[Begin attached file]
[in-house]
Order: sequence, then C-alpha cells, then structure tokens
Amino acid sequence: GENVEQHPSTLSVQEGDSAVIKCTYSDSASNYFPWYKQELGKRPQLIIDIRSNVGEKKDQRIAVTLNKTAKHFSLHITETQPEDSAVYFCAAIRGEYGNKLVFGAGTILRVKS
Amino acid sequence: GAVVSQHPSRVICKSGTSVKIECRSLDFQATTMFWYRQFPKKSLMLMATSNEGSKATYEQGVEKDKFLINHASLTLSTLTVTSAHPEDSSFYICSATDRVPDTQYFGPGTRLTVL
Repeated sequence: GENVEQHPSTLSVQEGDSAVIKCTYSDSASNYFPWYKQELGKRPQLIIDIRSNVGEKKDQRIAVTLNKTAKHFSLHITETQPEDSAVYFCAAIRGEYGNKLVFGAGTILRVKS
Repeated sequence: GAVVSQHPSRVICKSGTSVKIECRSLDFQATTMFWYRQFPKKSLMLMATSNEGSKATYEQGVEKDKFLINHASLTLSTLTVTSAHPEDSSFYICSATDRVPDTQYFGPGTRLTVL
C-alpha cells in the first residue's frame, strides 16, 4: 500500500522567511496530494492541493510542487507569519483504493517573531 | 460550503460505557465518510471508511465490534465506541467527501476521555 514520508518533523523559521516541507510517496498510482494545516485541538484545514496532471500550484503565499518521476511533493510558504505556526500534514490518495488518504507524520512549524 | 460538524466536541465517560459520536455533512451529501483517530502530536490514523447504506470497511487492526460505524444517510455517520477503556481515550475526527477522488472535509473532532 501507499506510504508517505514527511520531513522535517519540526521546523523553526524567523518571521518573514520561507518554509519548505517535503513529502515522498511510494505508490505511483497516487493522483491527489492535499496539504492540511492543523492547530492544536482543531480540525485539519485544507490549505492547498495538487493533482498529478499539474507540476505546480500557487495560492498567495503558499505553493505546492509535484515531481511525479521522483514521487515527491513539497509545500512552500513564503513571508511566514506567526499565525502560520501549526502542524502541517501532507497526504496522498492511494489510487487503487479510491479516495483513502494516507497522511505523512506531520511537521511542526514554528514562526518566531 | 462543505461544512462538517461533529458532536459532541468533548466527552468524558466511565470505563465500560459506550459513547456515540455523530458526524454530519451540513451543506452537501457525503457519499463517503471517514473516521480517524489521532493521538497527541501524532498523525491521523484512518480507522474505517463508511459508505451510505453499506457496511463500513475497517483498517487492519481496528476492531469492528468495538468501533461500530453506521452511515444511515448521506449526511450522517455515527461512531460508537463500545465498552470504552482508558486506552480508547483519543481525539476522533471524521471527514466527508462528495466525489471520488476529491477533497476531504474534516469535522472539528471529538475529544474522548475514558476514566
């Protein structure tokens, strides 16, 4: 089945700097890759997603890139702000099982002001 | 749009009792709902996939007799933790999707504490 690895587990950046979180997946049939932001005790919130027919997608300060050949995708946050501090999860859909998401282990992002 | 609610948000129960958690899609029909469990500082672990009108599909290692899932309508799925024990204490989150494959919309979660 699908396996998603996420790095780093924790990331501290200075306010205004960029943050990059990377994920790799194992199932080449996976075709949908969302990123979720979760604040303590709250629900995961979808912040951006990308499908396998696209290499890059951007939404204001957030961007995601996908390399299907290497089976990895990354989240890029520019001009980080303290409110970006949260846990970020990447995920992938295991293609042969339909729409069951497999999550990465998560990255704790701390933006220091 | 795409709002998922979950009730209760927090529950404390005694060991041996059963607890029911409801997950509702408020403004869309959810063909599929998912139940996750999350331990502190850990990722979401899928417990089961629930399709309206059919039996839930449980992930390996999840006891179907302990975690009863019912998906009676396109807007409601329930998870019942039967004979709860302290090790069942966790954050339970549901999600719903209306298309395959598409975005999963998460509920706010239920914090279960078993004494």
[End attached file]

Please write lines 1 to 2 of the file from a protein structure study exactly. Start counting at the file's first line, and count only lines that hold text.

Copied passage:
[in-house]
Order: sequence, then C-alpha cells, then structure tokens